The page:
Foresters take charge of containment of 100-acre Sleepy Creek Mountain fire – The Morgan Messenger

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by Kate Shunney and Kate Evans

On Tuesday morning, West Virginia Forestry crews were still working to contain a fire they say has burned about 70 acres on Sleepy Creek Mountain, much of it in the Sleepy Creek Wildlife Management Area.

Deputy State Fire Forester Jeremy Jones said regional forestry crews were on Sleepy Creek Mountain using hand tools and leaf blowers to remove fuel from a reported fire for the first time shortly after 2 p.m. on Monday, March 21.

“We expect more favorable conditions today,” Jones said of the weather forecast calling for higher humidity.

Jones said the blaze was 50% contained Monday night when fire command was transferred from Berkeley Springs Volunteer Fire Company deputy chief Chris Sipe to the Forestry Division.

Sipe led fire crews from four states to battle the blaze, which was first reported on a private road connected to Mountain Run Road.

As of Tuesday morning, the fire was still visibly moving through this area. Local fire crews have been called back to the mountain to help deal with the large blaze.

Brushing devices and other fire resources were staged Monday afternoon and evening atop Sleepy Creek Mountain in the White’s Gap public access area and other locations.

Brushing equipment was needed for the rough terrain, and before dark at least one helicopter was seen hovering over the fire area to assess the situation.

The fire on Sleepy Creek Mountain was a line of orange flames on Monday evening March 21. photo by Kristopher Krenze

Sabrena Funk took this photo of the mountain fire on Sleepy Creek on Monday night. The white glow to the right of the fire is at White’s Gap, where firefighters were staged.

Flames were still moving across Sleepy Creek Mountain Tuesday morning as the mountain fire fed on dry leaves and downed trees. photo of Kate Shunney

On Tuesday, March 22, thick smoke billowed along Sleepy Creek Mountain as a Monday Mountain Fire continued to burn. photo of Kate Shunney

On Monday, fire equipment was staged at White’s Gap atop Sleepy Creek Mountain. photo by Stefanie Allemong

By sunset Monday, the fire had grown to at least 50 acres and was moving up the mountain and south, a public official said at a staging site in the 22,000-acre wildlife management area. .

Locals captured photos of the blaze moving from a single smoky spot to a blazing orange line of fire as night fell.

Members of the public said they could see smoke from the mountain fire as far away as Ranson, Jefferson County.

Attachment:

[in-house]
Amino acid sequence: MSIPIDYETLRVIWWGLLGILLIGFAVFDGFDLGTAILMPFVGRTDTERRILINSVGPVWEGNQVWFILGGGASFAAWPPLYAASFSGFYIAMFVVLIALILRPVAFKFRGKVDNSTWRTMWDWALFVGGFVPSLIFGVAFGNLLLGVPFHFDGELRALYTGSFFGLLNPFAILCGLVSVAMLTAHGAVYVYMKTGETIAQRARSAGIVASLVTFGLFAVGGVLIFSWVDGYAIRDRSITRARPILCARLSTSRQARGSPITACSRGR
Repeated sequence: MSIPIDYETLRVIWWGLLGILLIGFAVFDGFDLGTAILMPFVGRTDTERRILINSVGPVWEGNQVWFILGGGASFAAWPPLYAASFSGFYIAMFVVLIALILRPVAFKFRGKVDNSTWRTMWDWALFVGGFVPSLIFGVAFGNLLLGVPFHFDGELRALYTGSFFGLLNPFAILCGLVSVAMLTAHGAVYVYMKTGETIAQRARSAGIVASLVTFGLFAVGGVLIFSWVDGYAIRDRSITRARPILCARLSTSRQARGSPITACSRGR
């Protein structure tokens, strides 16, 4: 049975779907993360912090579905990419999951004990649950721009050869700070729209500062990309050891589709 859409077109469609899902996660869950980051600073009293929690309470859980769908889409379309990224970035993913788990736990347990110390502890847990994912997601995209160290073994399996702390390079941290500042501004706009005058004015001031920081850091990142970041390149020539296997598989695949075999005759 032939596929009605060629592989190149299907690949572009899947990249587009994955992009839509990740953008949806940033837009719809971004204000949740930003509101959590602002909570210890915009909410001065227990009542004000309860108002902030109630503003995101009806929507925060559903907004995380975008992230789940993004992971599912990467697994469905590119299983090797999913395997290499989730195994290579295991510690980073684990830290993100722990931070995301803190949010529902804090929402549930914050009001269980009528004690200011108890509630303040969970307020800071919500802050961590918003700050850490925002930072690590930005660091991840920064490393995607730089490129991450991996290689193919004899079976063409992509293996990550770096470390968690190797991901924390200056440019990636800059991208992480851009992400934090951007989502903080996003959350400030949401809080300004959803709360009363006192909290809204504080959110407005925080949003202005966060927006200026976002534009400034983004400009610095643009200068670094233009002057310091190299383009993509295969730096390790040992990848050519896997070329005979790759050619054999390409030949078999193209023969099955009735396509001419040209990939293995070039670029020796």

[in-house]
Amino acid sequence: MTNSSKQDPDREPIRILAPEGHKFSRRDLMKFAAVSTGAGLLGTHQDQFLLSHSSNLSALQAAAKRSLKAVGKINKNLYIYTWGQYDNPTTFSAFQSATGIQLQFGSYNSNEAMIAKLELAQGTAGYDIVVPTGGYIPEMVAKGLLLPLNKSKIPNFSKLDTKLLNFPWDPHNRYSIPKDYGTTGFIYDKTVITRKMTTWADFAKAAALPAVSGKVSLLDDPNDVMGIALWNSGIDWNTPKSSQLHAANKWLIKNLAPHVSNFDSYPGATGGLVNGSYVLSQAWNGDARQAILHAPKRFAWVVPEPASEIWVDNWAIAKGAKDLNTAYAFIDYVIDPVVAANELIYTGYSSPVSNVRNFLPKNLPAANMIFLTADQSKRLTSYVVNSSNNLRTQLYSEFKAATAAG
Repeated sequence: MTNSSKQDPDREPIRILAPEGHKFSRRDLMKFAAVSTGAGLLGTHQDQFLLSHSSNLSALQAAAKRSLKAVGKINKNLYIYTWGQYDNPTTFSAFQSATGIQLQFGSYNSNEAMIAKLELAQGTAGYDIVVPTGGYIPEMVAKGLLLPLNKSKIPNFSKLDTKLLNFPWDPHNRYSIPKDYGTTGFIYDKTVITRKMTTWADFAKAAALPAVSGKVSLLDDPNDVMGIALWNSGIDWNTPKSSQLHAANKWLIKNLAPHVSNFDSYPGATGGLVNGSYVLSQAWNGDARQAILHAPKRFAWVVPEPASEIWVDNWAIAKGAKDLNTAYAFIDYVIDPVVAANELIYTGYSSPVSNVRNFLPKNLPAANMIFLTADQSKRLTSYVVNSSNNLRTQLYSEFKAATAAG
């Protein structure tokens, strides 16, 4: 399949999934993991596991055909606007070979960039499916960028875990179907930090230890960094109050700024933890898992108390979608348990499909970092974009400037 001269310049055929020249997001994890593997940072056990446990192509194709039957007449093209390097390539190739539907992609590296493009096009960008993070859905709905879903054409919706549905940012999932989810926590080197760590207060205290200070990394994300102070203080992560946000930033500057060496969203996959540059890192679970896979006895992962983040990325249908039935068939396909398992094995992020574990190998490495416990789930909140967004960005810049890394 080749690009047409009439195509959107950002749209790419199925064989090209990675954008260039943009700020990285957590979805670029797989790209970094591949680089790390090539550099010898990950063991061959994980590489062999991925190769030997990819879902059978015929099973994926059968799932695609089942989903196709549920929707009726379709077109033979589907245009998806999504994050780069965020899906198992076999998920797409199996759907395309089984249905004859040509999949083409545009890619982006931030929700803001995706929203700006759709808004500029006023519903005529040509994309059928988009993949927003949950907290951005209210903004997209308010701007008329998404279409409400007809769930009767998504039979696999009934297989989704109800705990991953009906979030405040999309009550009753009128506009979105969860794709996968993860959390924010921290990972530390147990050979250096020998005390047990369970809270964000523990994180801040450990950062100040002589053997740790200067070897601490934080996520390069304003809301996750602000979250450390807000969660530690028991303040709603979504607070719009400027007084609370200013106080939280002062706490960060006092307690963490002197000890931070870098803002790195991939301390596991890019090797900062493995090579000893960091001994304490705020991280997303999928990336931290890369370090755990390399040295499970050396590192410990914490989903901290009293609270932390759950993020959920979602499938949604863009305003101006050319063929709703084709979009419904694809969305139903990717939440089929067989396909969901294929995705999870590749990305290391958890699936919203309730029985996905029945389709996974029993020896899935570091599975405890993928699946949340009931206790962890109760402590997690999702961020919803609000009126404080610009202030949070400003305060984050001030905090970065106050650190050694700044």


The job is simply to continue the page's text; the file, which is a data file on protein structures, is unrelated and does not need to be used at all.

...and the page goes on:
Public safety officials reportedly went door to door in the immediate area of ​​the fire to contact owners and residents.

Properties near the blaze appeared unaffected by the blaze on Tuesday morning, but thick smoke filled the area near the blaze which is still burning.

The Sleepy Creek Wildlife Management Area is almost completely forested in the affected area, covered mostly with mature hardwoods. There are few passable roads that provide access to public lands, which straddle the Morgan and Berkeley county lines.

The cause of the fire is still under investigation by the Forestry Division, Jones said. Their priority on Tuesday was to completely contain the fire.

Forestry crews and local fire crews do not have the resources to bring in large amounts of water or perform aerial fire suppression drops, Jones said. Instead, ground crews are working to remove the layer of leaves and downed trees that are fueling the fire’s spread.

Jones said he’s seen comments that mountain fires can benefit natural areas.

” It is not the case at all. It’s not beneficial when a fire happens this way,” he said.

Foresters typically do no restoration after a fire, Jones said. The Division of Natural Resources (DNR), which manages mountain land as a wildlife management area, may choose to return to the area to repair damage, depending on its wildlife priorities.

According to the DNR, Sleepy Creek Mountain was historically the site of several wildfires in the first half of the 20and century after clearcutting. The largest of these fires burned in 1942, the fire burning down to mineral soil. The area became a state forest and public hunting area in 1951.

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